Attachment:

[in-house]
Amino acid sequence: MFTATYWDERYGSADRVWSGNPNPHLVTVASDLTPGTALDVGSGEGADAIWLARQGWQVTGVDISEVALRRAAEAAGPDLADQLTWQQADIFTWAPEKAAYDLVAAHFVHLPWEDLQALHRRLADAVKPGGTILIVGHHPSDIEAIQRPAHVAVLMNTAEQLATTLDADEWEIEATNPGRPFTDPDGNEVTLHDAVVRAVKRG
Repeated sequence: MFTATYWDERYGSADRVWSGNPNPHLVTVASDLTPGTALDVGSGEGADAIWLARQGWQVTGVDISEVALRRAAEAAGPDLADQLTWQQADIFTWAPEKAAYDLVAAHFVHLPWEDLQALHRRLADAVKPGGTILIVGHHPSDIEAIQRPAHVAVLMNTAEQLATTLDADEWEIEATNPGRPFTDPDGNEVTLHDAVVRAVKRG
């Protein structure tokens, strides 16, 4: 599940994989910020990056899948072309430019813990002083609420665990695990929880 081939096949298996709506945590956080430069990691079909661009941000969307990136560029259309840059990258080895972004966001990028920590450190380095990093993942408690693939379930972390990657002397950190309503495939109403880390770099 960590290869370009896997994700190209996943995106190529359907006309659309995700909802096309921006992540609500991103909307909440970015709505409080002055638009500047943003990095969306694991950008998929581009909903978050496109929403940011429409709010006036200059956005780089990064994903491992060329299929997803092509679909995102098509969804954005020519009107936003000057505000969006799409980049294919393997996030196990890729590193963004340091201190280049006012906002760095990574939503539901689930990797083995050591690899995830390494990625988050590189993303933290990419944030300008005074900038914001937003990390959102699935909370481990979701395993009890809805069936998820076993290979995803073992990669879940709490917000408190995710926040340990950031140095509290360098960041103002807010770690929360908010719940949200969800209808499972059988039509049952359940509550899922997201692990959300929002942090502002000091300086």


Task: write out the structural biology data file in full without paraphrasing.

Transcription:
[in-house]
Amino acid sequence: MFTATYWDERYGSADRVWSGNPNPHLVTVASDLTPGTALDVGSGEGADAIWLARQGWQVTGVDISEVALRRAAEAAGPDLADQLTWQQADIFTWAPEKAAYDLVAAHFVHLPWEDLQALHRRLADAVKPGGTILIVGHHPSDIEAIQRPAHVAVLMNTAEQLATTLDADEWEIEATNPGRPFTDPDGNEVTLHDAVVRAVKRG
Repeated sequence: MFTATYWDERYGSADRVWSGNPNPHLVTVASDLTPGTALDVGSGEGADAIWLARQGWQVTGVDISEVALRRAAEAAGPDLADQLTWQQADIFTWAPEKAAYDLVAAHFVHLPWEDLQALHRRLADAVKPGGTILIVGHHPSDIEAIQRPAHVAVLMNTAEQLATTLDADEWEIEATNPGRPFTDPDGNEVTLHDAVVRAVKRG
């Protein structure tokens, strides 16, 4: 599940994989910020990056899948072309430019813990002083609420665990695990929880 081939096949298996709506945590956080430069990691079909661009941000969307990136560029259309840059990258080895972004966001990028920590450190380095990093993942408690693939379930972390990657002397950190309503495939109403880390770099 960590290869370009896997994700190209996943995106190529359907006309659309995700909802096309921006992540609500991103909307909440970015709505409080002055638009500047943003990095969306694991950008998929581009909903978050496109929403940011429409709010006036200059956005780089990064994903491992060329299929997803092509679909995102098509969804954005020519009107936003000057505000969006799409980049294919393997996030196990890729590193963004340091201190280049006012906002760095990574939503539901689930990797083995050591690899995830390494990625988050590189993303933290990419944030300008005074900038914001937003990390959102699935909370481990979701395993009890809805069936998820076993290979995803073992990669879940709490917000408190995710926040340990950031140095509290360098960041103002807010770690929360908010719940949200969800209808499972059988039509049952359940509550899922997201692990959300929002942090502002000091300086």